by Dave Feschuk
The regular season, let's face it, is a dreary, mostly meaningless slog punctuated by scarce highpoints. But this – even if they're calling it, rather lamely, the Winter Classic, and even if it comes with some inherent risks – this might get somebody excited about watching the NHL before April.I totally agree.
As a sell-the-game strategy – compared to, say, the league's time-wasting season-opening trip to England – it's perfect. New Year's Day, ever since U.S. college football decided the date wasn't as important as it once was, is a virtual void on the sports calendar. The NBA, clearly attuned to the off-court habits of its fun-loving employees, doesn't play on Jan. 1, presumably because it doesn't like the idea of the continent-wide staining of hardwood by projectile vomit. So it'll be a hockey afternoon to remember, which is why ticket sales have been brisk.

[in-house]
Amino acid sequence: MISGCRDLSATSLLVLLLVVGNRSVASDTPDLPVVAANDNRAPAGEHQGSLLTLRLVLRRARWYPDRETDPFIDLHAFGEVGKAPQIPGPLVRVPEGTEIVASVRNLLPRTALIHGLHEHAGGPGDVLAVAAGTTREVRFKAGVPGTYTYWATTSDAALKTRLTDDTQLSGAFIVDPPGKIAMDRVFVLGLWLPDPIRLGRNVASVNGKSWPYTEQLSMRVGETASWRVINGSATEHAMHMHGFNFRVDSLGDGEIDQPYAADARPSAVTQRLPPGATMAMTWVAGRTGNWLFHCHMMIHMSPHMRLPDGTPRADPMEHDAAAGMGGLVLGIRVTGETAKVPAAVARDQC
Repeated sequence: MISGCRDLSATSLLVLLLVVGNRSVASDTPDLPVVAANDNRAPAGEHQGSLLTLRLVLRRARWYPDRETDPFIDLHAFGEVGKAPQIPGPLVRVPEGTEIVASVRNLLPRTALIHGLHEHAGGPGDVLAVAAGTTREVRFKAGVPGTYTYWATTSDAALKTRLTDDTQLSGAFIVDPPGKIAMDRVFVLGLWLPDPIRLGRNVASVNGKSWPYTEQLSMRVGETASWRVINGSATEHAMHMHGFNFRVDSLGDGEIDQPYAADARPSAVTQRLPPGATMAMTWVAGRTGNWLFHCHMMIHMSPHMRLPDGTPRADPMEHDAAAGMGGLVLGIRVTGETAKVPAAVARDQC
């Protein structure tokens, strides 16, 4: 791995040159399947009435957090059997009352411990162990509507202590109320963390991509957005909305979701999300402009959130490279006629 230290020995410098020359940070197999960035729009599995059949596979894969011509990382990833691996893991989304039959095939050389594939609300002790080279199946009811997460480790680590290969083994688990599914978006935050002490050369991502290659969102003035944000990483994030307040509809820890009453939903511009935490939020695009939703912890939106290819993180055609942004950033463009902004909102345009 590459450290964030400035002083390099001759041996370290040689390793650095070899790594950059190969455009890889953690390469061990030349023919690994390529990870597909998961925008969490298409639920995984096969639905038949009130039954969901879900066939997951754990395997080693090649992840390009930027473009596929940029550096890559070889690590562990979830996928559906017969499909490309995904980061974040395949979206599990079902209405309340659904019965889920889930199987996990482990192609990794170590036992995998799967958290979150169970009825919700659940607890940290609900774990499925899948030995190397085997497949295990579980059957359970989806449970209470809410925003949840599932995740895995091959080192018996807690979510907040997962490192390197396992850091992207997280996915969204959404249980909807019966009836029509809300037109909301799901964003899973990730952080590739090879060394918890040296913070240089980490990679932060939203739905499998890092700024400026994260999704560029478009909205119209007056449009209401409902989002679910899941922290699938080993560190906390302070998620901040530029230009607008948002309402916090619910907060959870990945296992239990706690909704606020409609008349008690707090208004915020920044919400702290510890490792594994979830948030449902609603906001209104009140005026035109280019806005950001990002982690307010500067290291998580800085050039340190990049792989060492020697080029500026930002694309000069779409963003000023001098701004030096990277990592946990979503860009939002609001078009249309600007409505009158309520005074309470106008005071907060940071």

Cox, a compassionate humanitarian, wrote of his concern at the prospect of frostbite on the feet of forlorn goaltenders. Try socks, fellas. And don't forget that Orchard Park, N.Y., isn't exactly Antarctica. Yes, Buffalo is the lake-effect blizzard capital of civilization, that a flash flurry can have them tunnelling out of the Tonawandas and rationing the chicken-wing supply in Cheektowaga.
But Buffalo's got shovels and plows. Blizzards cancel indoor games, too. And as for concerns the playing surface is likely to be crappy, as it reportedly was in Edmonton when the Oilers played their Commonwealth Stadium tilt with the Canadiens a few years back, the ice is sub-standard in a long list of NHL buildings every day of the season. And besides: A goalie in a tuque, the enduring image of that memorable Edmonton moment, is a picture worth the trouble.